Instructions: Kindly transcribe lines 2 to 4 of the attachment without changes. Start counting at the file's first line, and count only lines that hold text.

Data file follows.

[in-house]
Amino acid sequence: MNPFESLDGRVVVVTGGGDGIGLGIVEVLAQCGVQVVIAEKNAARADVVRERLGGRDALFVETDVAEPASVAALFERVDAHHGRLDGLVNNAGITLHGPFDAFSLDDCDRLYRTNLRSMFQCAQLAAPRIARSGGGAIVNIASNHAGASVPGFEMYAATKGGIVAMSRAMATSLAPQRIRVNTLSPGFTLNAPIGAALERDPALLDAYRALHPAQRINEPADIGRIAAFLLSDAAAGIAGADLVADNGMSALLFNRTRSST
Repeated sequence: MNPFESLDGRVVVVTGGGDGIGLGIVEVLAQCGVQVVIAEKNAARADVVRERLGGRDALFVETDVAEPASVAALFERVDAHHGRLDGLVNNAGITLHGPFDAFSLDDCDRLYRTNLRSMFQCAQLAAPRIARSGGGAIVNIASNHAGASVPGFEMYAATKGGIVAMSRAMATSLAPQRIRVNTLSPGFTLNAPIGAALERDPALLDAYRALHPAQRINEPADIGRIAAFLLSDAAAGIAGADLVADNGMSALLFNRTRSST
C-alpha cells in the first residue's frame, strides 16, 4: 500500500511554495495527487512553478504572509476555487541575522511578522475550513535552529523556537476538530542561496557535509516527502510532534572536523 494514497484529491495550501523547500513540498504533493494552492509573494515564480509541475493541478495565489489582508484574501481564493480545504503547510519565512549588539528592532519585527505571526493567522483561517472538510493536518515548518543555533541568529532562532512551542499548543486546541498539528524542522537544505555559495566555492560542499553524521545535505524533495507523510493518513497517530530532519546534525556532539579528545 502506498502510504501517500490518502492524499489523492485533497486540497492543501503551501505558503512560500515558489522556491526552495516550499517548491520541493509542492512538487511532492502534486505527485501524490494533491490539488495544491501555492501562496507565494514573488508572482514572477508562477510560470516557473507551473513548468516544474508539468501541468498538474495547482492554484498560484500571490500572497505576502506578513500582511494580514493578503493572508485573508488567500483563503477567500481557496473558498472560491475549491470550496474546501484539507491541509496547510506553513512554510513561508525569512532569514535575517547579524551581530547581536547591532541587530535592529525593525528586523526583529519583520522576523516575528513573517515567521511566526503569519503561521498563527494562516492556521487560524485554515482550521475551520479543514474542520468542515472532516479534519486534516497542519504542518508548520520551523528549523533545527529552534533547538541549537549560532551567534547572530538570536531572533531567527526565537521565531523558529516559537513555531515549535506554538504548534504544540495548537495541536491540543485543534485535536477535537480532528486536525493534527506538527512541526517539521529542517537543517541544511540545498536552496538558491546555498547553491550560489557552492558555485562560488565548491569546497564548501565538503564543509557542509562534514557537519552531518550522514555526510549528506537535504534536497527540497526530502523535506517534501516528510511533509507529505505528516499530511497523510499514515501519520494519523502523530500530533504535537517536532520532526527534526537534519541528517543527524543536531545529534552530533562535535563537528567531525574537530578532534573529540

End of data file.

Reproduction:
Amino acid sequence: MNPFESLDGRVVVVTGGGDGIGLGIVEVLAQCGVQVVIAEKNAARADVVRERLGGRDALFVETDVAEPASVAALFERVDAHHGRLDGLVNNAGITLHGPFDAFSLDDCDRLYRTNLRSMFQCAQLAAPRIARSGGGAIVNIASNHAGASVPGFEMYAATKGGIVAMSRAMATSLAPQRIRVNTLSPGFTLNAPIGAALERDPALLDAYRALHPAQRINEPADIGRIAAFLLSDAAAGIAGADLVADNGMSALLFNRTRSST
Repeated sequence: MNPFESLDGRVVVVTGGGDGIGLGIVEVLAQCGVQVVIAEKNAARADVVRERLGGRDALFVETDVAEPASVAALFERVDAHHGRLDGLVNNAGITLHGPFDAFSLDDCDRLYRTNLRSMFQCAQLAAPRIARSGGGAIVNIASNHAGASVPGFEMYAATKGGIVAMSRAMATSLAPQRIRVNTLSPGFTLNAPIGAALERDPALLDAYRALHPAQRINEPADIGRIAAFLLSDAAAGIAGADLVADNGMSALLFNRTRSST
C-alpha cells in the first residue's frame, strides 16, 4: 500500500511554495495527487512553478504572509476555487541575522511578522475550513535552529523556537476538530542561496557535509516527502510532534572536523 494514497484529491495550501523547500513540498504533493494552492509573494515564480509541475493541478495565489489582508484574501481564493480545504503547510519565512549588539528592532519585527505571526493567522483561517472538510493536518515548518543555533541568529532562532512551542499548543486546541498539528524542522537544505555559495566555492560542499553524521545535505524533495507523510493518513497517530530532519546534525556532539579528545 502506498502510504501517500490518502492524499489523492485533497486540497492543501503551501505558503512560500515558489522556491526552495516550499517548491520541493509542492512538487511532492502534486505527485501524490494533491490539488495544491501555492501562496507565494514573488508572482514572477508562477510560470516557473507551473513548468516544474508539468501541468498538474495547482492554484498560484500571490500572497505576502506578513500582511494580514493578503493572508485573508488567500483563503477567500481557496473558498472560491475549491470550496474546501484539507491541509496547510506553513512554510513561508525569512532569514535575517547579524551581530547581536547591532541587530535592529525593525528586523526583529519583520522576523516575528513573517515567521511566526503569519503561521498563527494562516492556521487560524485554515482550521475551520479543514474542520468542515472532516479534519486534516497542519504542518508548520520551523528549523533545527529552534533547538541549537549560532551567534547572530538570536531572533531567527526565537521565531523558529516559537513555531515549535506554538504548534504544540495548537495541536491540543485543534485535536477535537480532528486536525493534527506538527512541526517539521529542517537543517541544511540545498536552496538558491546555498547553491550560489557552492558555485562560488565548491569546497564548501565538503564543509557542509562534514557537519552531518550522514555526510549528506537535504534536497527540497526530502523535506517534501516528510511533509507529505505528516499530511497523510499514515501519520494519523502523530500530533504535537517536532520532526527534526537534519541528517543527524543536531545529534552530533562535535563537528567531525574537530578532534573529540